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Monday, January 23, 2006

Forecasting 501

In my MBA program, they must have been frightened to send graduates out on the first job before they mastered break even point analysis. We covered break even points in microeconomics, cost accounting, advanced cost accounting, finance, analytical techniques, and marketing. Once in awhile, linear regression would pop up in an operations research course. Regression was rare compared to break even points.

When I got into the real world, I noticed people really did want to know their break even sales level. I also found the simple puzzle of fixed costs, selling price and variable cost per item were tougher to define. Menus were loaded with lots of items. There were no simple answers to the selling price point. Luckily, I remembered my linear regression techniques. In fact, my HP programmable calculator could handle regression fits in minutes. No need to know the selling price.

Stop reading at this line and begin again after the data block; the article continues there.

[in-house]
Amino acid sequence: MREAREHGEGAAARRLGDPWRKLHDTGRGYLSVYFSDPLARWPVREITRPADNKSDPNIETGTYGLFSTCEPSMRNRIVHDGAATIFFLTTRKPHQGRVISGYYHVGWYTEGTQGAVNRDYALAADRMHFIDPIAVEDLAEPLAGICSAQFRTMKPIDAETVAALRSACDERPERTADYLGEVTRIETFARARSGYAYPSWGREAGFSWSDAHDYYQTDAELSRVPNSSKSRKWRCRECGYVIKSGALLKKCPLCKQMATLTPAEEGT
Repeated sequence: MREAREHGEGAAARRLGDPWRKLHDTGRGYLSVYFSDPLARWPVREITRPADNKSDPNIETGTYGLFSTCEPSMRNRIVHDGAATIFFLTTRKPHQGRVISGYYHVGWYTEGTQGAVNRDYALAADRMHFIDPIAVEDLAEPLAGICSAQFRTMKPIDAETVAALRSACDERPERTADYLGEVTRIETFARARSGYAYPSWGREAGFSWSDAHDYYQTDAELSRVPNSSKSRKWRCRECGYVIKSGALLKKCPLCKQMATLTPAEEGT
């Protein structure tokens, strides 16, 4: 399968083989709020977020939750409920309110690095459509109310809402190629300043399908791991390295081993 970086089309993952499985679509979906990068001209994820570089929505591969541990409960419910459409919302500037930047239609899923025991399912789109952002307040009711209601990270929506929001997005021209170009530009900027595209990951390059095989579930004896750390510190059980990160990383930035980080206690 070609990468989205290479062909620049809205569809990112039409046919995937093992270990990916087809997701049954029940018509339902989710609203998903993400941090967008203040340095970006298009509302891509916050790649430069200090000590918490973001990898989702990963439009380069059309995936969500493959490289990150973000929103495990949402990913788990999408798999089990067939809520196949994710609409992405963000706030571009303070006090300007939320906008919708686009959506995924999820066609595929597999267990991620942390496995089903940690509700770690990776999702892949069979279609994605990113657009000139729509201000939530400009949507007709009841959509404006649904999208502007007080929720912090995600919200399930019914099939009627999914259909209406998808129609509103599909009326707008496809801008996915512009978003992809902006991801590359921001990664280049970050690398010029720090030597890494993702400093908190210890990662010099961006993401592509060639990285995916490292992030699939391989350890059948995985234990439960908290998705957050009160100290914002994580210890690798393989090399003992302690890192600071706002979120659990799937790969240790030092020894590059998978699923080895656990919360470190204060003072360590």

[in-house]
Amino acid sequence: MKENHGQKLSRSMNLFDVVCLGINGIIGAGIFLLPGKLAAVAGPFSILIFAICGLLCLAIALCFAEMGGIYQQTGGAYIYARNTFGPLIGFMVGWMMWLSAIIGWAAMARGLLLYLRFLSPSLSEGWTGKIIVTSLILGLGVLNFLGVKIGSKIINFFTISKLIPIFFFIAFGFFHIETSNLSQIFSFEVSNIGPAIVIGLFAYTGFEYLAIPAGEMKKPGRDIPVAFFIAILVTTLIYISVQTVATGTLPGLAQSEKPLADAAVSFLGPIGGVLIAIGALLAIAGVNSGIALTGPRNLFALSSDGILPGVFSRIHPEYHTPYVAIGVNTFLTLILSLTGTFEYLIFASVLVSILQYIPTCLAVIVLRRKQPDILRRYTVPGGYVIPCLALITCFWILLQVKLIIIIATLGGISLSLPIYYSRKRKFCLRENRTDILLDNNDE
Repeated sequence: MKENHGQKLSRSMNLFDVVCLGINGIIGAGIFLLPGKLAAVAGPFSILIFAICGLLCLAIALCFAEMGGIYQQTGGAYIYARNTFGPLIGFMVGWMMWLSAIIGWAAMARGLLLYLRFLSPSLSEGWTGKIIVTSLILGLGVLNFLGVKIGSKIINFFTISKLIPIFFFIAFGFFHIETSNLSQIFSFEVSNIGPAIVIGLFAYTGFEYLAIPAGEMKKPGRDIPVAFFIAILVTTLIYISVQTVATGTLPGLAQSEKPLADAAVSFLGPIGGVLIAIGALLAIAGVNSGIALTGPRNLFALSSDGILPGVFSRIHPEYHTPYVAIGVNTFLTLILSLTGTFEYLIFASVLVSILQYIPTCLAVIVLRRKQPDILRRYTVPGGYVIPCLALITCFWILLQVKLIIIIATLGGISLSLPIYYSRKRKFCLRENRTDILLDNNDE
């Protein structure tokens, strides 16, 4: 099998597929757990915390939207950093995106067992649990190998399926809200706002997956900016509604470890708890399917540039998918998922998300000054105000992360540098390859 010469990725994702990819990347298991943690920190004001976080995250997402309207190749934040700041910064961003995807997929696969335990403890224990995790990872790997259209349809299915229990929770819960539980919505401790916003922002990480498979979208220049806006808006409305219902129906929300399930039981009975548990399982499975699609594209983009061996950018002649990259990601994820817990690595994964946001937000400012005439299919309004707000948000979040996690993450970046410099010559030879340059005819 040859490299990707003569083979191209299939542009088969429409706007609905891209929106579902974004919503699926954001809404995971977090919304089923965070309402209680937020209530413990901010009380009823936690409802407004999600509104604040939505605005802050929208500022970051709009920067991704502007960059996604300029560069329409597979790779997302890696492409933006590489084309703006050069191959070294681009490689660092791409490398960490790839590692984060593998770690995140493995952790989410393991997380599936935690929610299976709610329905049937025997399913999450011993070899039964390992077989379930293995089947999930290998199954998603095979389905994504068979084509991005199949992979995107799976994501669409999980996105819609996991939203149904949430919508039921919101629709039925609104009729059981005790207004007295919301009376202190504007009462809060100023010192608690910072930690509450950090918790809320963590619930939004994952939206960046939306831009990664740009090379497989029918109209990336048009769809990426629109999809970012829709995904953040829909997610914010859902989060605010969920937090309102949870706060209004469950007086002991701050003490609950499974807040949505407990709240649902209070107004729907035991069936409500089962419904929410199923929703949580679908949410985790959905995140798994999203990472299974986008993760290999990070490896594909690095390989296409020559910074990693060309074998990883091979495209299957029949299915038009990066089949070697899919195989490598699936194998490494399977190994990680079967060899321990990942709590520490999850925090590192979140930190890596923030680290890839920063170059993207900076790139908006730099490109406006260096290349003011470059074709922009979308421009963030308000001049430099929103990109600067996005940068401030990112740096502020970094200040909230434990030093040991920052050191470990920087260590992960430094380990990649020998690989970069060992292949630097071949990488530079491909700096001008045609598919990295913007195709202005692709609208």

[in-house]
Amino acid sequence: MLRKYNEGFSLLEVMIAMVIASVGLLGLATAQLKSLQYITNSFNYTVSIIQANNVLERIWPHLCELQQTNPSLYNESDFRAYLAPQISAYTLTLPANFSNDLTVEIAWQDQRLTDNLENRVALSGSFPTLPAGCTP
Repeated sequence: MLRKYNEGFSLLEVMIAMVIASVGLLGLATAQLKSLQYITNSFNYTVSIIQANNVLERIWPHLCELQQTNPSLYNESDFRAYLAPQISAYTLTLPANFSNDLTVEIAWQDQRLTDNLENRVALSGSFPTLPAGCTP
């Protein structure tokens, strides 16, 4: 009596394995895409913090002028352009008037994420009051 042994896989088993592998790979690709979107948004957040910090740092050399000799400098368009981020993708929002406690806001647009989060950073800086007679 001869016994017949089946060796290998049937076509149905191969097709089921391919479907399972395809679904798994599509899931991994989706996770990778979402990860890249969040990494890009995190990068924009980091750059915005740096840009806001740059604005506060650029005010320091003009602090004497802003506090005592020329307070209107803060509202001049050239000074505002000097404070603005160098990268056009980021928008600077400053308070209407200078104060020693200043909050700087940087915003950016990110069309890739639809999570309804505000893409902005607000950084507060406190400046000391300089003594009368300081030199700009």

If you regress labor costs against sales, the curve will yield the fixed cost and the variable cost (as a % of sales). If your food cost % is consistent, throw it into the variable cost bucket. Run another regression curve fit for all other costs. Split the fixed component (intercept) and variable % (slope) and your done.

The break even point in a restaurant with $1,000,000 in fixed costs, a 30% food and beverage cost, and 30% variable cost (labor and other) equals $2,500,000. Be careful of the lease agreement you sign. Good help is hard to find and the high cost of gas is impacting food cost negatively.

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